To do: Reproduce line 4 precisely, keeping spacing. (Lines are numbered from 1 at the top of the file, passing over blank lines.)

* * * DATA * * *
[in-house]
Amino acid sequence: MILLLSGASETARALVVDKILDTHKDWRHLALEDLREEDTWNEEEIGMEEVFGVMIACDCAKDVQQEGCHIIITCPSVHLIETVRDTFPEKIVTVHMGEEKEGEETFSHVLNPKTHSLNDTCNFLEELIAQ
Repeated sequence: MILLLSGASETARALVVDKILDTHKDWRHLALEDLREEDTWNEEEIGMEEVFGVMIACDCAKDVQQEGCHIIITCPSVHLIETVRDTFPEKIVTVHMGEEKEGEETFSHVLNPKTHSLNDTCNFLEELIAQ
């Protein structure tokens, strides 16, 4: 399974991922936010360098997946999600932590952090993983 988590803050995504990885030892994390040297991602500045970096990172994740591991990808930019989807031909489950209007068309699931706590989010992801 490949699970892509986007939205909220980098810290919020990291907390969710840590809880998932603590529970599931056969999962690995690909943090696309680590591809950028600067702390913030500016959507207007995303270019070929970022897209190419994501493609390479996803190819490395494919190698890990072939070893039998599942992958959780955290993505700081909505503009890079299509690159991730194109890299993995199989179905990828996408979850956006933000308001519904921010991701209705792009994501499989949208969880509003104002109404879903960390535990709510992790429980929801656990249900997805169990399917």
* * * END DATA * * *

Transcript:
């Protein structure tokens, strides 16, 4: 399974991922936010360098997946999600932590952090993983 988590803050995504990885030892994390040297991602500045970096990172994740591991990808930019989807031909489950209007068309699931706590989010992801 490949699970892509986007939205909220980098810290919020990291907390969710840590809880998932603590529970599931056969999962690995690909943090696309680590591809950028600067702390913030500016959507207007995303270019070929970022897209190419994501493609390479996803190819490395494919190698890990072939070893039998599942992958959780955290993505700081909505503009890079299509690159991730194109890299993995199989179905990828996408979850956006933000308001519904921010991701209705792009994501499989949208969880509003104002109404879903960390535990709510992790429980929801656990249900997805169990399917």